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TRA5213 Community Interpreting: Home

Course Description

Community interpreting is known by various names such as escort interpreting, liaison interpreting and dialogue interpreting, is a form of language service provided to individuals and small groups for such as medical or legal consultation. This course is designed to introduce a broad knowledge of Community Interpreting in the legal system (the courts, the police, the immigration services, etc.), the medical setting and the social service setting with the aim to enable students to perform professional and effective interpreting in these areas. Students will interpret using two modes of interpreting: consecutive interpreting and simultaneous interpreting. They will also practice sight translation. By covering a range of topics frequently encountered in such situations, the course will help students gain relevant thematic knowledge, an understanding of necessary interpreting strategies, procedures and techniques, an awareness of the sensitive nature of certain interpreting assignments and the ability to support effective communication and to intervene as appropriate in a competent fashion when communication breaks down.

Recommended Books

Community Interpreting

This is a comprehensive overview of the field of Community Interpreting. It explores the relationship between research, training and practice, reviewing the main theoretical concepts, describing the main issues surrounding the practice and the training of interpreters, and identifying areas of much needed research in answering those issues. The book is divided into four parts. Part One presents key concepts and research issues. Part Two focuses on practical applications. Part Three discusses main traditions and approaches as well as how to conduct research in community interpreting. Part Four presents further resources in community interpreting.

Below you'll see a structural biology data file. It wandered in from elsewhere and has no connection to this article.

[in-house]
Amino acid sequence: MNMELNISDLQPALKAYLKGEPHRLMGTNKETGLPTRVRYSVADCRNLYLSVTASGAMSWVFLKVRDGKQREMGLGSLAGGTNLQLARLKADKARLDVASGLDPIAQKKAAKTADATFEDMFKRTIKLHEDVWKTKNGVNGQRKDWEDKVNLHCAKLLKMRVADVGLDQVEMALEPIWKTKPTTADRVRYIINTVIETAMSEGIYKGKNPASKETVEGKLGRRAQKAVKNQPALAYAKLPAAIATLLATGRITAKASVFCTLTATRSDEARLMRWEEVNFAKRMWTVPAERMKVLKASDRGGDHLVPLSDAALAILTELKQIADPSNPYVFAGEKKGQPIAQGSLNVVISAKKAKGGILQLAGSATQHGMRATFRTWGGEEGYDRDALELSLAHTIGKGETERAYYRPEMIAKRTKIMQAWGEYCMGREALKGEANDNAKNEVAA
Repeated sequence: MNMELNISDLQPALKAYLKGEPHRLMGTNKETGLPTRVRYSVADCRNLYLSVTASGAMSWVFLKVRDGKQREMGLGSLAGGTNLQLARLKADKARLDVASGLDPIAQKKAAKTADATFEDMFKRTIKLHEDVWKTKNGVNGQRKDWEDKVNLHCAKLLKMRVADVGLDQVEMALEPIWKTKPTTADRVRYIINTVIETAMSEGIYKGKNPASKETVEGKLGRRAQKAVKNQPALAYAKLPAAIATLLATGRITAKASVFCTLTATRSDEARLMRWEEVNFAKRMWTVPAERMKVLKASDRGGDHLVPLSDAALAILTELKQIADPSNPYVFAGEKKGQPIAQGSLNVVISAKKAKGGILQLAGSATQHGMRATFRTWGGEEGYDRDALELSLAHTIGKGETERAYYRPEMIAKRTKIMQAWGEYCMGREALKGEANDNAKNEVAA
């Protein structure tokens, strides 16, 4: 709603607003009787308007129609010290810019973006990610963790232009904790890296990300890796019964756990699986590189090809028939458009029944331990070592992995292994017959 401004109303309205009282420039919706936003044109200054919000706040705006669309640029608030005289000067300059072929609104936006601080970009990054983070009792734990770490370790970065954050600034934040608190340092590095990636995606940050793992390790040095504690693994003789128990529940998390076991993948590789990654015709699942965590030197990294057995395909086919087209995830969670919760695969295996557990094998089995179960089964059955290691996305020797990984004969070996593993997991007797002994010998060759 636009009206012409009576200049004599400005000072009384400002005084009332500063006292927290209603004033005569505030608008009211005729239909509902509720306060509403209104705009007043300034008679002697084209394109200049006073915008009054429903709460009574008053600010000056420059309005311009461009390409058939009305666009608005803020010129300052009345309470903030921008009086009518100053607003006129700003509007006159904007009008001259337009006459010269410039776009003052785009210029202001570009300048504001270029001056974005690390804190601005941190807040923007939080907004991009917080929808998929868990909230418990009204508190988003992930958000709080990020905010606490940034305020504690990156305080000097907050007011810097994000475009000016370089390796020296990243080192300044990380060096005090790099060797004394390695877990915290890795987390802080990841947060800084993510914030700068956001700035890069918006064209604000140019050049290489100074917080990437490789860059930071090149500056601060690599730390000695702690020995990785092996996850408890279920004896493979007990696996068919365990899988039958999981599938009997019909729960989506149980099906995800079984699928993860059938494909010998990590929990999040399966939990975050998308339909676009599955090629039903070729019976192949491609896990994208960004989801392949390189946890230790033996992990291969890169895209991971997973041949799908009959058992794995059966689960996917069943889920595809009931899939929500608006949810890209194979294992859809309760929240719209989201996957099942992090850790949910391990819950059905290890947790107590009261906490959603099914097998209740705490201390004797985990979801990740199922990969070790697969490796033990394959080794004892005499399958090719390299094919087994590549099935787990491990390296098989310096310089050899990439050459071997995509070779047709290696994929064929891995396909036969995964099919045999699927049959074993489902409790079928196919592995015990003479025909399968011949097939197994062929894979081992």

Public Service Interpreting: The First Steps

This book provides an overview of current issues through a multi-faceted approach, situating the work of public service interpreters in the broader context of public service practice. The focus of this book is on the development of a professional framework in which public service professionals can learn to work together with their new colleagues to deliver a professional service to those seeking access across linguistic and cultural barriers. This book points out the social and personal risks of ignoring the need for trained and professionalized interpreters in the public services.

Introduction to Court Interpreting

This book is written for the profession of court interpreting. Mikkelson insists that it is of great importance to understand different legal traditions, and to understand the various stages criminal and civil cases are processed, especially when the court interpreters come into the case in the middle. The Code of Ethics, such as fidelity, confidentiality, impartiality, professional conduct, is also crucial for court interpreters to complete their tasks in the court. Not until then does Mikkelson turns to the interpreting techniques in court interpreting. In the end, Mikkelson presents the most common criminal offences and civil-law issues such as traffic, weapons, divorce, and adoption.

The Practice of Court Interpreting

This book describes how the interpreter works in the court room and other legal settings. The book discusses what is involved in court interpreting: case preparation, ethics and procedure, the creation and avoidance of error, translation and legal documents, tape transcription and translation, testifying as an expert witness, and continuing education outside the classroom. The purpose of the book is to provide the interpreter with a map of the terrain and to suggest methods that will help insure an accurate result. The book is intended as a basic course book, as background reading for practicing court interpreters and for court officials who deal with interpreters.

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